Peterson contends that the trial court's findings that Magnuson and Peterson held relations of personal confidence with Black throughout the summer and fall of 1980 are clearly erroneous. We disagree. "[A] party must establish a 'relation of personal confidence' by a preponderance of the evidence." Estate of Zins by Kelsch v. Zins, supra, 420 N.W.2d at 731. Magnuson was Black's grandmother and Peterson was a substitute parent. "A confidential relation ... is particularly likely to exist where there is a family relationship...." Paulson v. Meinke, supra, 389 N.W.2d at 801 [quoting 1 Restatement (Second) of Trusts § 2, Comment b (1957)]. We will conclude that findings of fact are clearly erroneous only if, on reviewing the entire evidence, we are "left with a definite and firm conviction that a mistake has been made." In re Estate of Elmer, 210 N.W.2d 815, 820 (N.D. 1973). We are not convinced that the trial court made a mistake. We conclude, therefore, that the challenged findings are not clearly erroneous.
Peterson contends that the trial court erred in not allowing him to introduce evidence of Black's misconduct toward Magnuson. From our review of the record, we conclude that the trial court did not preclude Peterson from introducing that evidence. The trial court merely ruled that Peterson could not introduce such evidence through cross-examination of Black beyond the scope of Black's direct examination during the presentation of Black's case in chief. The trial court did not prevent Peterson from calling Black during Peterson's case in chief to examine him about his conduct toward Magnuson.
Peterson contends that the evidence does not support the trial court's conclusion that an implied trust existed. We disagree. "[I]f a person assumes a relation of personal confidence he becomes a trustee, and any transaction he enters into with the other person by which he gains an advantage is presumed to be made under undue influence." Estate of Zins by Kelsch v. Zins, supra, 420 N.W.2d at 731. See also §§ 59-01-08 and 59-01-16, N.D.C.C. The highest good faith is required of a trustee, who is not to profit from dealing with trust property. Sections 59-01-09 and 59-01-10, N.D.C.C. A constructive trust may be imposed when property is acquired in violation of a fiduciary duty or confidential relationship. Paulson v. Meinke, supra. A party seeking imposition of a constructive trust must prove its existence by clear and convincing evidence. Id. "[U]nder the clear and convincing standard, the evidence must be such that the trier of fact is reasonably satisfied with the facts the evidence tends to prove as to be led to a firm belief or conviction." Zundel v. Zundel, 278 N.W.2d 123, 130 (N.D. 1979). Here, "the record contains substantial evidence sustaining the decision of the trial judge that may fairly be said to comply with the requirement that the proof be clear and convincing, [and] this court will not substitute its judgment for that of the trial court." Id., at 130.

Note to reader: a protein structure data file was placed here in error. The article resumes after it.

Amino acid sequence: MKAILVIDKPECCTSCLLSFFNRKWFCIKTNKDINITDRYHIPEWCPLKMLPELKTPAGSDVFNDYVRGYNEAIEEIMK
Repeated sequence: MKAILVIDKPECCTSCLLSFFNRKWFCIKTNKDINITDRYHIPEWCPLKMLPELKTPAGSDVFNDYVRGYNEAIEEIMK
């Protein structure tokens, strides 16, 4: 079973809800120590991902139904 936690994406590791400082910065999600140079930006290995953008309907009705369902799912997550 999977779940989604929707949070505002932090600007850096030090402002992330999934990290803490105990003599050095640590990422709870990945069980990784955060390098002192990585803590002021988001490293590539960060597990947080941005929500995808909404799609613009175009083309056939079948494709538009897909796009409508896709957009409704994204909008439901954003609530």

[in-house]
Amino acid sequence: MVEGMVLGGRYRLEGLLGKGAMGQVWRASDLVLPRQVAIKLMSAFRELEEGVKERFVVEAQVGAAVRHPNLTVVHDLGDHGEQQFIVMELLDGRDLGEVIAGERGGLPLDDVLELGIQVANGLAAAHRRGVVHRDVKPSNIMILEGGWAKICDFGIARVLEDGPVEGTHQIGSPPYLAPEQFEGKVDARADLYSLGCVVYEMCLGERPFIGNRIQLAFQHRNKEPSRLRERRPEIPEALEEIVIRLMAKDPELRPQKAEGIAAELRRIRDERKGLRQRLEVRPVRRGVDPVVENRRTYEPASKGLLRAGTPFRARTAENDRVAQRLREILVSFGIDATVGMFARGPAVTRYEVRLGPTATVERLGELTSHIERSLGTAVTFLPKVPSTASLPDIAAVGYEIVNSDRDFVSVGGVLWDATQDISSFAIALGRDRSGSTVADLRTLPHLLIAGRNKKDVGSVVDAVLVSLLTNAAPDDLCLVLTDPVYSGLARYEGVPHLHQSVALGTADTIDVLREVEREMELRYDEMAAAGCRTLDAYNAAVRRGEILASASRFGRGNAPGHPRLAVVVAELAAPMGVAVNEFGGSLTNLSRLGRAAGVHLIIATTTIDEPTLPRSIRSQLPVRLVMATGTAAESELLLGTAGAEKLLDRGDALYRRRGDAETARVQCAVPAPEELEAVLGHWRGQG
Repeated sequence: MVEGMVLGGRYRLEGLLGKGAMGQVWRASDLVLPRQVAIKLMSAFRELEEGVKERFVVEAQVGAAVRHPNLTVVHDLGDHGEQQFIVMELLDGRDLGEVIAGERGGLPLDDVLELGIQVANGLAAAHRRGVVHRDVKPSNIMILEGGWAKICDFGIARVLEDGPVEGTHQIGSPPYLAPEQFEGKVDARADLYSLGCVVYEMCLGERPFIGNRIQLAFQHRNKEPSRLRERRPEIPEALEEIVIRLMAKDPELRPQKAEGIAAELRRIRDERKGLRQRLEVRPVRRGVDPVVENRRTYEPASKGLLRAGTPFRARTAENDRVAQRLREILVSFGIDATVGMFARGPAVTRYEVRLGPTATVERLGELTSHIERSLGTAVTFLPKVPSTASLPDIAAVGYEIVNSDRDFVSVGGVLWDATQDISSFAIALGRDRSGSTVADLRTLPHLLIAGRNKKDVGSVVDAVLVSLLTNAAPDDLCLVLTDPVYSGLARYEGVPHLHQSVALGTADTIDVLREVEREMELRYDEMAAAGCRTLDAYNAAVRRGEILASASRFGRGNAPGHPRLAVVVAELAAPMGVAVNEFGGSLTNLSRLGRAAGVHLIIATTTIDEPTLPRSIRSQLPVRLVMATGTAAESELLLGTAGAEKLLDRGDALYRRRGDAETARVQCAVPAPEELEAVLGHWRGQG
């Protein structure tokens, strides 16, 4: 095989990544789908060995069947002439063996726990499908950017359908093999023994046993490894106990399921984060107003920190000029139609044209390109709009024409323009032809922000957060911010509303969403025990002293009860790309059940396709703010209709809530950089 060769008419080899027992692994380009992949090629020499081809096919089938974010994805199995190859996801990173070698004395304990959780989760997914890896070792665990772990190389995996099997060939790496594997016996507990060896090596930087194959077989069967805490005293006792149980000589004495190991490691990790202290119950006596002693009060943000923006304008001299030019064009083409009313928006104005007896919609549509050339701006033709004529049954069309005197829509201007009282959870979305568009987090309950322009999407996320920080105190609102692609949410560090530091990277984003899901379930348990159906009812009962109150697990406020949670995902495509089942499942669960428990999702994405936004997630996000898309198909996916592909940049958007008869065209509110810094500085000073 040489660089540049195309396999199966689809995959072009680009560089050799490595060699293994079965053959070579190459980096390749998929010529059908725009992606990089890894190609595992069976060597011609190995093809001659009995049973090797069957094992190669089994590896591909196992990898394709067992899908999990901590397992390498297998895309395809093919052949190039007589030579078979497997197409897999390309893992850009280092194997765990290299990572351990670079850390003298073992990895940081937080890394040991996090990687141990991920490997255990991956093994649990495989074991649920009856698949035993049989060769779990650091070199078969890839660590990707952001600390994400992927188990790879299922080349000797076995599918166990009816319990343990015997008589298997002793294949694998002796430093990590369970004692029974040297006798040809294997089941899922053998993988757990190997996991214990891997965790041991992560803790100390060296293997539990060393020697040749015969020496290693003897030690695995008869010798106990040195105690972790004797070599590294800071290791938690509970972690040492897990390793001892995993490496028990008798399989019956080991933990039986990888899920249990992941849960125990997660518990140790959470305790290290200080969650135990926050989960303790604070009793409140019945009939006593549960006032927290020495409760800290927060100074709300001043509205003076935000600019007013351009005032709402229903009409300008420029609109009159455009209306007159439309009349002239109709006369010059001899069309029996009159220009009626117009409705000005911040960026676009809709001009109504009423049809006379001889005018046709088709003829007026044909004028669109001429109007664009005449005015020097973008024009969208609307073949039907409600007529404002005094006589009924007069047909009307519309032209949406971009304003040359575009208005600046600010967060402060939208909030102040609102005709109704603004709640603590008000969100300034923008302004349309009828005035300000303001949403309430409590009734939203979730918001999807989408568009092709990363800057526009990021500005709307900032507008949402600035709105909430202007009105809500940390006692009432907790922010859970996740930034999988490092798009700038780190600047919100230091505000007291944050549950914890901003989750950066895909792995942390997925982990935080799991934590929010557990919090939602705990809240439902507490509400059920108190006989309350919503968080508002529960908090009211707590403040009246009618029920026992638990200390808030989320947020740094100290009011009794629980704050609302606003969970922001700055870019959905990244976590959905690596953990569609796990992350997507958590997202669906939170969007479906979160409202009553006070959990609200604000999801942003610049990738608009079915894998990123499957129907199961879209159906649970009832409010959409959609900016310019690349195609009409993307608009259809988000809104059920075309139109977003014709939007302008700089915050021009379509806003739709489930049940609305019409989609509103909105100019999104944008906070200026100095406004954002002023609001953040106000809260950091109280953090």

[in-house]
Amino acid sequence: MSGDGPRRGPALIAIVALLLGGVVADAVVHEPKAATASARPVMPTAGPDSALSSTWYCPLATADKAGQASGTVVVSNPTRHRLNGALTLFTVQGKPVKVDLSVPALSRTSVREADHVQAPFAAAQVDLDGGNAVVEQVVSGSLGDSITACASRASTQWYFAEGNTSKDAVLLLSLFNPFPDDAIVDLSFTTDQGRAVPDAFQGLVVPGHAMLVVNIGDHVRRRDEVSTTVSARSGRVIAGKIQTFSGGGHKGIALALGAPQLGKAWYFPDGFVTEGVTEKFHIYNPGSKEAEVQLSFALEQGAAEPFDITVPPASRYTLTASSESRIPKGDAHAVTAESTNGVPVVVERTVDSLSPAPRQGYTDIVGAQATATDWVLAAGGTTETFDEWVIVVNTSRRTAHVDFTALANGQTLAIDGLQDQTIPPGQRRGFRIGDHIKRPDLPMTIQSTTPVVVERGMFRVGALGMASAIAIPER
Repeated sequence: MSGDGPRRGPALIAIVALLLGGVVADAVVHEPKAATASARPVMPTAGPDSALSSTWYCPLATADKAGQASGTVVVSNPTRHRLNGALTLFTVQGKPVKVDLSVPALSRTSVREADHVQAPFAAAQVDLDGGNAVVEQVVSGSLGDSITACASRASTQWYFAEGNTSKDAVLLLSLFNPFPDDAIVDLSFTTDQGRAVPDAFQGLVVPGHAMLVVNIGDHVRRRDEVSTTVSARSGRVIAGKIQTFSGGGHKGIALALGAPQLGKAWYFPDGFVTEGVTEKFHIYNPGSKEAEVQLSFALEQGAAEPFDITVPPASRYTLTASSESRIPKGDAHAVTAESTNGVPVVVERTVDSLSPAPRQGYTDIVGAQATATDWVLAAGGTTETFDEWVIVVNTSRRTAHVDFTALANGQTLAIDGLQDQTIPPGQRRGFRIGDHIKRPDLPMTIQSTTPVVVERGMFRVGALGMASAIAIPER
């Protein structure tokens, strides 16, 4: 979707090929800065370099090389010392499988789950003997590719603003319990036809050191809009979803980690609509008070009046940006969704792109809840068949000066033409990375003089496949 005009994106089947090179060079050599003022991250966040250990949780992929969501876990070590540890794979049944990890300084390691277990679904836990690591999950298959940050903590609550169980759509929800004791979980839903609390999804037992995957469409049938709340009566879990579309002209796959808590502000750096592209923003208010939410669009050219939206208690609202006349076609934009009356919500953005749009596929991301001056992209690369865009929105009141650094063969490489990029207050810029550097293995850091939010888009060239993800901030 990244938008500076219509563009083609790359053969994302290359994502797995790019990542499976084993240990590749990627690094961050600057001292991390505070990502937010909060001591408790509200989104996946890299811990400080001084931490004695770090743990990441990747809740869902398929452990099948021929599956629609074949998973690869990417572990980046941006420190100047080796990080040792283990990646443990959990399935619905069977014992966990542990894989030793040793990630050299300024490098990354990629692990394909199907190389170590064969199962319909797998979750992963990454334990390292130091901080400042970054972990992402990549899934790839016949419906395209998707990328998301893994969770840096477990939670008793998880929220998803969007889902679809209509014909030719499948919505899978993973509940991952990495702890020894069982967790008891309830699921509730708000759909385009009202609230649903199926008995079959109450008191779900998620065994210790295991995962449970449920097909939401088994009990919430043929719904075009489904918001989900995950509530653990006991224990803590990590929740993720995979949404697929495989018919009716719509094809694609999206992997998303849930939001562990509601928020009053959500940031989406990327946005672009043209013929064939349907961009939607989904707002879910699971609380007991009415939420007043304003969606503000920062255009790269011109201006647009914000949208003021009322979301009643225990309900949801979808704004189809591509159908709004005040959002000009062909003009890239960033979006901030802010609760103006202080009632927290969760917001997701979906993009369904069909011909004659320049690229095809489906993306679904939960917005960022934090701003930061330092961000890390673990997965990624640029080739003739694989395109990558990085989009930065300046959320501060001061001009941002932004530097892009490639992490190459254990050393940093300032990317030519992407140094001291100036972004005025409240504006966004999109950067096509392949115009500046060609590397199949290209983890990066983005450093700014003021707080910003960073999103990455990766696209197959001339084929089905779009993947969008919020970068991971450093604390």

Peterson contends that the trial court's finding that Peterson colluded with Magnuson to have Black convey his remainder interest in the farmland to Magnuson without adequate disclosure is clearly erroneous. We disagree. The evidence, when considered in the light most favorable to the findings, discloses that: (1) Peterson advised Magnuson not to convey the farmland to Black in the first instance and never told Black that he owned the land; (2) Peterson repeatedly urged Black to go to Park River and sign the papers for the $25,000 Black was to receive from Magnuson in 1980; (3) Peterson told Black to "get the paper signed for the loan and don't ask any questions;" and (4) very soon after Black signed the deed conveying his remainder interest in the farmland to Magnuson, Magnuson changed her will to leave the farmland to Peterson. The trial court's finding of collusion is a permissible inference that could be drawn from the evidence and is not clearly erroneous.
The judgment is affirmed.
Ralph J. Erickstad, C. J.
H.F. Gierke III
Gerald W. VandeWalle
Beryl J. Levine
Herbert L. Meschke
1. While the trial court denominated as conclusions of law his determinations on relations of personal confidence, the failure of Peterson and Magnuson to act in the highest good faith, and the existence of an implied trust, we treat such matters as questions of fact. See, e.g., Estate of Zins by Kelsch v. Zins, 420 N.W.2d 729 (N.D. 1988) (relation of personal confidence); Dangerfield v. Markel, 278 N.W.2d 364 (N.D. 1979)(good faith); and Paulson v. Meinke, 389 N.W.2d 798 (N.D. 1986)(constructive trust, which is one of two types of implied trusts in North Dakota).